My work with clients can often result in travel. And if you fly much at all, you know itineraries can turn on a dime with one delay. That’s my recent experience and the inspiration of this week’s blog.
Here’s a brief recap: It had been long travel week with a client on the west coast. I had been awake since 3am to make the 2-connection trip back to Nashville. The last leg of the trip departed from Dallas. The flight was on time but as we sped down the runway, the pilot aborted the takeoff due to a warning light on the control panel. The result: a two hour delay to check out the warning, make the decision to switch planes then move all passengers from one terminal to another.
Now, certainly a “safety first” mantra is always the most important outcome but that doesn’t change the reality of a frustrating experience. But what I assumed was just another long travel week actually turned into a surprise. Two days after my return home, I received the following message from the airline:
“We are writing to follow up with you about the situation you have encountered as a passenger on our flight 1399 on June 28. While we are sure you can appreciate that our captain’s decision to abort the takeoff of your flight was done with your safety in mind, we also know the situation was certainly unexpected and we are very sorry for any concern you may have experienced. We understand as well that many of our customers’ important plans were significantly affected, and for that, we apologize.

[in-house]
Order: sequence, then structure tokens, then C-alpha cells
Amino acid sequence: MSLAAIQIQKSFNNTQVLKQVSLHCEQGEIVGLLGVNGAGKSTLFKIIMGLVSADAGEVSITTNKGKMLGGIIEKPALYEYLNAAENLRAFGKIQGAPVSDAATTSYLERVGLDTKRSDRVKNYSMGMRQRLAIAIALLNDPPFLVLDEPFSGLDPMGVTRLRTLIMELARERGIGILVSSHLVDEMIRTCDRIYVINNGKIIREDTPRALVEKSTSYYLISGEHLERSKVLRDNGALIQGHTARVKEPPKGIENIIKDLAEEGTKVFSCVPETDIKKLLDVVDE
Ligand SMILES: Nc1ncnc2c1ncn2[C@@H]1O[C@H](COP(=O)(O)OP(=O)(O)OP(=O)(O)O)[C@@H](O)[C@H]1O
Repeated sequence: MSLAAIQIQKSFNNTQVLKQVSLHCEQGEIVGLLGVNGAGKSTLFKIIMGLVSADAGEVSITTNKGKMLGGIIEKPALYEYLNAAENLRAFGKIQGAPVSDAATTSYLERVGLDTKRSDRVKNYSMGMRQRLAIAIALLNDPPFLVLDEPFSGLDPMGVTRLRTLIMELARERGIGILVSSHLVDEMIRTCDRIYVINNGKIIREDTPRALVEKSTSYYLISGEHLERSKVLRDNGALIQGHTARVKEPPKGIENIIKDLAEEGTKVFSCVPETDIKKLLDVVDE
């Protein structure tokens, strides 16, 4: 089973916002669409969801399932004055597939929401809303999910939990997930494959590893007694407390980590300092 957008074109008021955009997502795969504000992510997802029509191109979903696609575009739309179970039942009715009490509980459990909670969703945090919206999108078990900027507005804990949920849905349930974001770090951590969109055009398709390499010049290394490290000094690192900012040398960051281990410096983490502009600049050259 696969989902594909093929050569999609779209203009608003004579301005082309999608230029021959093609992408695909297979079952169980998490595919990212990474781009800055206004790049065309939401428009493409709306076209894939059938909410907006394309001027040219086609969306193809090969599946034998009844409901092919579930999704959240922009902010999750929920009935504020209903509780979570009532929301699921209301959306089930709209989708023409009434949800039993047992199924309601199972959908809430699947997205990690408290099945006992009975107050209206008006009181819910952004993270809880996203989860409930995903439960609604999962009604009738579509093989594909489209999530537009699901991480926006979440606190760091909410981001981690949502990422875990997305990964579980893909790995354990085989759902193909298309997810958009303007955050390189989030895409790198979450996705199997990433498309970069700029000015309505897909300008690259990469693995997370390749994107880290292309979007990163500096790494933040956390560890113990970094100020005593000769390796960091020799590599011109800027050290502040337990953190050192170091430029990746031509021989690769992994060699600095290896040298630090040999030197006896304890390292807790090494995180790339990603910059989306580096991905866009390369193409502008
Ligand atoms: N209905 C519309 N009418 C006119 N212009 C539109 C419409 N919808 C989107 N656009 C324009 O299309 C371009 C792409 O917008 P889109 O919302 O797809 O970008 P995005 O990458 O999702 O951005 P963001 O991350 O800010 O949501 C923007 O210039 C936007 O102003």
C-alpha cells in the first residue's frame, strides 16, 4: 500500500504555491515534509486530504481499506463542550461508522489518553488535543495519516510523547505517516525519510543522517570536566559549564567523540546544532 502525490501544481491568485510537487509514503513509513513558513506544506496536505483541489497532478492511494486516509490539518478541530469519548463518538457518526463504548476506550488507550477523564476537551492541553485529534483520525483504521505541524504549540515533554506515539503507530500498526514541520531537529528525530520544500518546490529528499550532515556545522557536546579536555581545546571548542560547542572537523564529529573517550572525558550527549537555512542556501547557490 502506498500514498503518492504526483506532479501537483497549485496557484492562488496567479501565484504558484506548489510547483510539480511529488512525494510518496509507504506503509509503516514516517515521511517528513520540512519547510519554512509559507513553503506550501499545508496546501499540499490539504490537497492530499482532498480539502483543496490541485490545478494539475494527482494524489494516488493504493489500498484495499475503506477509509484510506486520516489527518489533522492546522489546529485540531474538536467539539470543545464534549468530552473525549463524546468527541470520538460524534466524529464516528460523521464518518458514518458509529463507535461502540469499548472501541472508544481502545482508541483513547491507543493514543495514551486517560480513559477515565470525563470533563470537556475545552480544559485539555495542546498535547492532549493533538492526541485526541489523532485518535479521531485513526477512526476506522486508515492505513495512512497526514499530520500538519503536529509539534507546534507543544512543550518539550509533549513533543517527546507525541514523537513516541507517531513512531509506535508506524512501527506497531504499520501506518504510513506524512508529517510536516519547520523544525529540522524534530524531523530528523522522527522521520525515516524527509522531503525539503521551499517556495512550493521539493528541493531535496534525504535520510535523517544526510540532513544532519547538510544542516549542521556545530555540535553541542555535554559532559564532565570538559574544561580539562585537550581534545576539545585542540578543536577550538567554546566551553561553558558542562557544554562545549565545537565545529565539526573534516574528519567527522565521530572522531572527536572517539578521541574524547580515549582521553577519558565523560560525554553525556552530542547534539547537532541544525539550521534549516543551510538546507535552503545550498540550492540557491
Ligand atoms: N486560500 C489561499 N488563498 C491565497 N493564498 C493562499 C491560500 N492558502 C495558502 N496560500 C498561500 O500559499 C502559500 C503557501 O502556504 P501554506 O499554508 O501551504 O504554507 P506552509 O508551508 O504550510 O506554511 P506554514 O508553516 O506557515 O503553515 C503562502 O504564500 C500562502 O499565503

In appreciation for your patience and understanding, we have added 10,000 bonus miles to your account. You should see this mileage adjustment in your account very soon, and you can view this activity via our web site. Your loyalty is important to us and we would like to assure you that we are committed to getting you to your destination as planned. We’ll do our best to provide a smooth trip the next time you fly with us. We will look forward to welcoming you aboard again soon.”
I must admit. I had to read the email twice. Really? An airline 1) apologizing again for the inconvenience and 2) making a tangible effort to make it right with customers. The experience made me thing about a few customer service truths. Regardless of your product or service, these principles drive customer loyalty.
#1 Lead with “I’m sorry” and mean it.
Service failures will happen. It’s not a matter of if but when. Regardless of the cause or problem, begin the conversation with your customer with a genuine apology. Mean it and empathize with your customer’s perspective. For our flight, 200 passengers’ travel plans were impacted. And the crew had to acknowledge that.
#2 Keep your customers informed.
For our passengers on the plane, the pilot talked to us every 15 minutes to keep us informed of updates – even if there was no new information. Time stands still when you are sitting on a tarmac. Frequent updates help to manage the emotions of the delay. When problems occur with your customers don’t miss the power of communication. The more you talk to them the less they try to assume what is going on.
#3 Find ways to make it right.
Actions speak louder than words. When we fail to meet a customer’s expectations, the first step will always be acknowledging it. We do our best to fix the problem and when possible, find ways to go above and beyond to repair the relationship. Those attempts don’t have to be costly and could be as simple as a follow up note. It’s that extra degree of attention that your customers notice. And that’s how loyalty is built.
I’ll be honest, there are some airlines (and airports) I avoid if at all possible. Why? My experiences over time have not been positive. And why do I choose the airlines I do? Sure, they take me where I need to go but if given the choice, I intentionally choose the ones who do their best to take care of me even when a service failure happens. And you know what? Your customers do the same.